Taking in the crowd, it also occurred to us that, as this country's problems mount for what used to be the middle class — as people continue to lose homes and jobs and insurance, and the insecurity accompanying all that spreads — it might be time for a new term to describe all those being pushed aside. Throw in all those kids who look toward the future and don't see much more than dark clouds in terms of jobs and opportunity, and these people could all become part of a "marginalized majority."

"To me, being in Cobo was like stepping into the future," said Shea Howell, one of the event's organizers. She is a communications professor at Oakland University and a frequent contributor to both The Michigan Citizen, which focuses on the African-American community, and Between the Lines, a local publication that focuses on gay and lesbian issues. Howell points out that most forum leaders were people of color or women, or both.

And what's really going on, at least to some extent, is what speaker Maureen Taylor, chair of the Michigan Welfare Rights Organization, pointed out: "This ain't about left and right, this is about the top and the bottom."

What makes that point so pertinent is, as the middle class continues to get squeezed downward by stagnating wages, high unemployment rates and the foreclosure crisis, things are getting more and more crowded down below.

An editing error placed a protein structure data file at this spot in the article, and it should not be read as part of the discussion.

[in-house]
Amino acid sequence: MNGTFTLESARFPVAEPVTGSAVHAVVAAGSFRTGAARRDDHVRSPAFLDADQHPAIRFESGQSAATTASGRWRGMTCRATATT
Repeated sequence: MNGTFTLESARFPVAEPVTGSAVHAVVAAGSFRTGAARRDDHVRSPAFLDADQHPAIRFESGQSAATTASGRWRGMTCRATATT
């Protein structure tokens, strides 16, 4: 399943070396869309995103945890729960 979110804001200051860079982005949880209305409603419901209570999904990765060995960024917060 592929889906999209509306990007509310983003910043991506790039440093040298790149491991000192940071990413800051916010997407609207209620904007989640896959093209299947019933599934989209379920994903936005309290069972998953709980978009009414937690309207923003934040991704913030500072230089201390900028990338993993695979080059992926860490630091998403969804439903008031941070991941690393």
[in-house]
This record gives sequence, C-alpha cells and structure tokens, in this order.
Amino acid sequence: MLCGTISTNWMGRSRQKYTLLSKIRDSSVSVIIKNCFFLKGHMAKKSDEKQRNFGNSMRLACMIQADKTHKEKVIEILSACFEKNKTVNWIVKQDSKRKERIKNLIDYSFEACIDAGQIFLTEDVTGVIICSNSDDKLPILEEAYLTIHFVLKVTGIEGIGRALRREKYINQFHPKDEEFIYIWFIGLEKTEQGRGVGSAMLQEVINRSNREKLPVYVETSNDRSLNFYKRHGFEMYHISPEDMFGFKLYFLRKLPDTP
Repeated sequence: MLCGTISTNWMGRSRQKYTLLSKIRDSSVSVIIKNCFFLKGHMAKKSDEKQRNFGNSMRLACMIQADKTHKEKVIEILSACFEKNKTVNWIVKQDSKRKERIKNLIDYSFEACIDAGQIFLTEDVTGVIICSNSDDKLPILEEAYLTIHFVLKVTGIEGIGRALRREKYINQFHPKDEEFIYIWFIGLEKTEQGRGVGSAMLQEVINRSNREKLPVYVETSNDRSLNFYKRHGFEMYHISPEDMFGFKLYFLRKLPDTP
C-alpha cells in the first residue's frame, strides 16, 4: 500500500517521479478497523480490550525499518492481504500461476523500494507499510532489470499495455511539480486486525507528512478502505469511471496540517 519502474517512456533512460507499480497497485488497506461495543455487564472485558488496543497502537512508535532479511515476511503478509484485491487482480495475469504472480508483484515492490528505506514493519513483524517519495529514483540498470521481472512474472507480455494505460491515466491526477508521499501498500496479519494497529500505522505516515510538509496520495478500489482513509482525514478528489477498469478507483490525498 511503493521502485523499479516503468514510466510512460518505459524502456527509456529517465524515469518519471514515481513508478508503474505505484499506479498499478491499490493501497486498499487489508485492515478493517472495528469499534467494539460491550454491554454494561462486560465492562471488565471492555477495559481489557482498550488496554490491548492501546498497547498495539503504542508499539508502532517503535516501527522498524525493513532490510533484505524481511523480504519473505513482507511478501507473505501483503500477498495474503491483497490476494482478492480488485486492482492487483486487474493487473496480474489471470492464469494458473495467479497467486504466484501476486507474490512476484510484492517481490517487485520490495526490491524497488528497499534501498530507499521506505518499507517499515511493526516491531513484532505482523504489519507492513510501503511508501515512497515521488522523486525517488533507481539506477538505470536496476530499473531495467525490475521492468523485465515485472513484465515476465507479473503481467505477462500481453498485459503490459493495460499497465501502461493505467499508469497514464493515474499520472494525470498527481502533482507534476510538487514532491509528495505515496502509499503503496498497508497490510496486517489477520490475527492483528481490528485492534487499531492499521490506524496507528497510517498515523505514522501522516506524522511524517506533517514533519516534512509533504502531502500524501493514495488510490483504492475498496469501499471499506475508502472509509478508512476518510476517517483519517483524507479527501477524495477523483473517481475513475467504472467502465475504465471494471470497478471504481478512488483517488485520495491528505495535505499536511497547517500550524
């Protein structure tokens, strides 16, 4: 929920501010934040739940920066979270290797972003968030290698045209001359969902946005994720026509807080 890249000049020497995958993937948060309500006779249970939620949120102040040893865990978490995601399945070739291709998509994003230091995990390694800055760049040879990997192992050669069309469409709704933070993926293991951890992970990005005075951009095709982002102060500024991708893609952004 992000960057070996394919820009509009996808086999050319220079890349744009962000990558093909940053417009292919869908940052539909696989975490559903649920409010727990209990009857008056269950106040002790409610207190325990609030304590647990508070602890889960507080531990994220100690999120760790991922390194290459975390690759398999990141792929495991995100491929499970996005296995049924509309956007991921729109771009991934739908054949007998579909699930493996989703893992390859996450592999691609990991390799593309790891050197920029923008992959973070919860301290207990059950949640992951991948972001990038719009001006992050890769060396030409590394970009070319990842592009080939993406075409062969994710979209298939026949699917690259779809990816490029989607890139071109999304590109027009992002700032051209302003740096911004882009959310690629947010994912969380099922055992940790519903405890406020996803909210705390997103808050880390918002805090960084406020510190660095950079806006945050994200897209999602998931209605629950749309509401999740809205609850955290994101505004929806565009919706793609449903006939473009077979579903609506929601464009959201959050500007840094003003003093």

Losing your job and your home can turn a moderate into a radical damn fast. So can watching one of your kids suffer through an untreated illness because insurance was lost along with that job. And if crowds of the newly disaffected are flocking to the Tea Party on the right, the U.S. Social Forum was evidence of serious organizing and deep engagement on the left as well.

It's not just an American thing, either. There was talk about what's happening to the south. The Zapatista revolt in the Mexican state of Chiapas began in 1994 in reaction to the North American Free Trade Agreement. There is Hugo Chavez, the socialist leader of Venezuela, and Evo Morales, the labor leader who became the first member of an indigenous group to be elected president of Bolivia. As the writer Jorge G. Castaneda noted in 2006 in Foreign Affairs, in this decade "a wave of leaders, parties and movements generically labeled 'leftist' have swept into power in one Latin American country after another."